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To be sure, as with past protest movements, students have sometimes expressed themselves in ways that are reductive or offensive. But we, as professors of moral philosophy, believe we need to think twice about communicating to students — either deliberately or inadvertently — that there is “no place” at the university for their protests. Campus protests have long been sites where students learn about justice. The blanket portrayal of student protesters as morally bankrupt obscures real ethical issues, stifles dialogue, and creates further polarization. How, instead, can we help our students navigate deep disagreement in this moment with compassion, care, and epistemic humility?
First, rather than dismissing them, we need to acknowledge that our students, by protesting, are exhibiting moral courage. At the heart of the protests on campuses nationwide are students questioning whether the violence they are witnessing — both the initial massacre of over 1,200 Israelis by Hamas, and Israel’s military response, which has left an estimated 17,000 Palestinians killed in the war — ought to be normalized or treated as inevitable. We might criticize their expressions, and even disagree with their aims, but we should acknowledge that they are being brave by taking a stand. Students are asking us, as educators, to reimagine what is possible. If our response is to shut down conversation or to criticize their sincere concern with injustice, we should not be surprised if they see us as cynically invested in reproducing the status quo.
Second, we should be wary of demanding that our students show more moral clarity, when such demands might seem like attempts to inhibit them from grappling with the context necessary to understand the conflict. Think about the widespread calls since October 7 to condemn Hamas. It is undoubtedly important to acknowledge the horror of the massacre, to speak against the targeting of civilians, and to continue to denounce antisemitism. But treating the condemnation of Hamas as a requisite moral starting point risks implying that any presentation of context — decades of occupation, and the systematic undermining or criminalization of nonviolent protest by Palestinians — is merely an attempt to justify the attacks, and therefore morally inadmissible.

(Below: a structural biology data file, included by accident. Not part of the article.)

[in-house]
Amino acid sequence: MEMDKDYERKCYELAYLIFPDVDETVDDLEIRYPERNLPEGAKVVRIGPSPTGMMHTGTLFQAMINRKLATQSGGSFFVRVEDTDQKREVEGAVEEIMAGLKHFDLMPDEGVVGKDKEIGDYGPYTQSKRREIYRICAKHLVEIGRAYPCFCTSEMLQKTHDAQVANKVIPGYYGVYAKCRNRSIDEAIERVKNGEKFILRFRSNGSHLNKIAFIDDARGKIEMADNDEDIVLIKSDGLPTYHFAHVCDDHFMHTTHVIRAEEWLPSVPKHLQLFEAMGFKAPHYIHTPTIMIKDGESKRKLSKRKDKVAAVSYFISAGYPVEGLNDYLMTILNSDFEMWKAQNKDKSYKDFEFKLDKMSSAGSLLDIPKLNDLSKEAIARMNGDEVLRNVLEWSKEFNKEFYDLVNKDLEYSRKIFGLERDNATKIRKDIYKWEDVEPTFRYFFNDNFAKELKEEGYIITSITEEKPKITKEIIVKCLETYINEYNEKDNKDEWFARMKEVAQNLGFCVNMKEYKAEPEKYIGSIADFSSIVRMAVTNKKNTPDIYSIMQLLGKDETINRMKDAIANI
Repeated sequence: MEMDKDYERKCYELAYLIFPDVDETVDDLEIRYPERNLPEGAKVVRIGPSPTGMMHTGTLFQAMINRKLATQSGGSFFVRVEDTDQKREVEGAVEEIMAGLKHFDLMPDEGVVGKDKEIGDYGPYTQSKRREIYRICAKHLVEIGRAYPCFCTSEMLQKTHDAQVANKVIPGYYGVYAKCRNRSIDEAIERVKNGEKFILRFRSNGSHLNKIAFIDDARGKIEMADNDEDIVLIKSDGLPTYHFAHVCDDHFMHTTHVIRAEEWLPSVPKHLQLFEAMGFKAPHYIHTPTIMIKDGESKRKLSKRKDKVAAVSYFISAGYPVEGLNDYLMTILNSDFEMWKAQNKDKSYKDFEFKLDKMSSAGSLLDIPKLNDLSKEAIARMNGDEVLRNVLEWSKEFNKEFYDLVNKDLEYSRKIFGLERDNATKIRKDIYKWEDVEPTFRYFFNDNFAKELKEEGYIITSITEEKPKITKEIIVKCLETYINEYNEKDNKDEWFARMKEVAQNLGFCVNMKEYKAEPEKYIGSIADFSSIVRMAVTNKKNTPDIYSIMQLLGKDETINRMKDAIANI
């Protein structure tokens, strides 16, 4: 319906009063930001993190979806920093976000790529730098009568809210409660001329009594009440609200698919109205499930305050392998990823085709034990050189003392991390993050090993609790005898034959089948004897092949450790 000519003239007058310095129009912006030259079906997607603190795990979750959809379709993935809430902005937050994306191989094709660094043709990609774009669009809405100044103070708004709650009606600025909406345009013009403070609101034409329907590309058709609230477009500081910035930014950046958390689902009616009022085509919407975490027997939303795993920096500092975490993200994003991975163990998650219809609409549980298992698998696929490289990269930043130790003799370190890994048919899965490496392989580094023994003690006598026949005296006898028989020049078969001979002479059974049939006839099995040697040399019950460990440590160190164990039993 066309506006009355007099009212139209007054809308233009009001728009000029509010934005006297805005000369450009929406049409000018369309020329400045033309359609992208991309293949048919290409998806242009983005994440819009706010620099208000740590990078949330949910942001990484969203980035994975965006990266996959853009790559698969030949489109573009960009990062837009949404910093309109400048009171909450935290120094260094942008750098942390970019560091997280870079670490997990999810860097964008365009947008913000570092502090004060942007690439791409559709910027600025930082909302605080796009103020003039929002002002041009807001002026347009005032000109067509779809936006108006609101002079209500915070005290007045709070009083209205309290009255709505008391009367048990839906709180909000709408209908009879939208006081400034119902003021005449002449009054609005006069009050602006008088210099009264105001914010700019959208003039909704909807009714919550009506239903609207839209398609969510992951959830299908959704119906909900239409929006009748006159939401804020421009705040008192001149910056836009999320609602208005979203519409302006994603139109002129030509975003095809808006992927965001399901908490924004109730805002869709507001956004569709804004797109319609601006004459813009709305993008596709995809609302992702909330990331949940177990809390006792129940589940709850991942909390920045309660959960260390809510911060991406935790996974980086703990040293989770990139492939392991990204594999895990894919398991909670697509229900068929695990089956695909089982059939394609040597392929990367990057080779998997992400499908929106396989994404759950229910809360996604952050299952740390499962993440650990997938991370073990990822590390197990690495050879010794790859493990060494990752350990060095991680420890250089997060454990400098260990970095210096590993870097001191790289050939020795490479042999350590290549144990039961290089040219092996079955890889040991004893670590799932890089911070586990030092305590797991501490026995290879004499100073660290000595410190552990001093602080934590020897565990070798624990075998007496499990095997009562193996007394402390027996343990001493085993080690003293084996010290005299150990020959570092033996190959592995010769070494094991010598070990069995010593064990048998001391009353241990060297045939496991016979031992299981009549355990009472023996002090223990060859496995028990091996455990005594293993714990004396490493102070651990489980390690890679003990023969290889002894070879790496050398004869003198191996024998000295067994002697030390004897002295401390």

We need to acknowledge that our students, by protesting, are exhibiting moral courage.
Many students, like the general public, have become increasingly aware in the last several weeks of the conditions that preceded the attacks, including the occupation and blockade of Gaza, and what human-rights organizations call “crimes of apartheid and persecution” against Palestinians. Given this, it will seem disingenuous to some of our students to treat the October 7 attacks as simply an evil aberration, and naïve to suggest that Hamas can be eliminated through force. We need to make space for context in understanding the root of Palestinian grievances that, arguably, make violent resistance unsurprising. By the same token, we should encourage students to question simplistic narratives of decolonization or white supremacy.
Third, we need to encourage students to expand the range of moral questions they are exploring, including the question of what justice might look like in the future. For example, the legitimacy of Palestinian claims to equal treatment need not depend on how we evaluate Hamas and its tactics. Nor must we think we need to settle the question of whether the creation of Israel was just, in order to ask what would allow lasting peace. We also should not ignore urgent concerns, such as those about what constitutes a proportionate response to an attack, the ethics of targeting places like hospitals and refugee camps supposed to harbor combatants, and the responsibilities of the U.S. government in resolving the conflict.
Moral philosophy is valuable not because it teaches students what, or who, is right or wrong, but because it urges us to try to understand our most basic starting points, never taking for granted that what is reflected in our laws, practices, and institutions is, in fact, just. This is an enormously difficult task in a moment where people’s deepest fears and identities are being activated. But if we cannot have these conversations in our classrooms, they will not happen anywhere. There is no greater way we can fail our students than to tell them that their moral questions have no place on our campuses.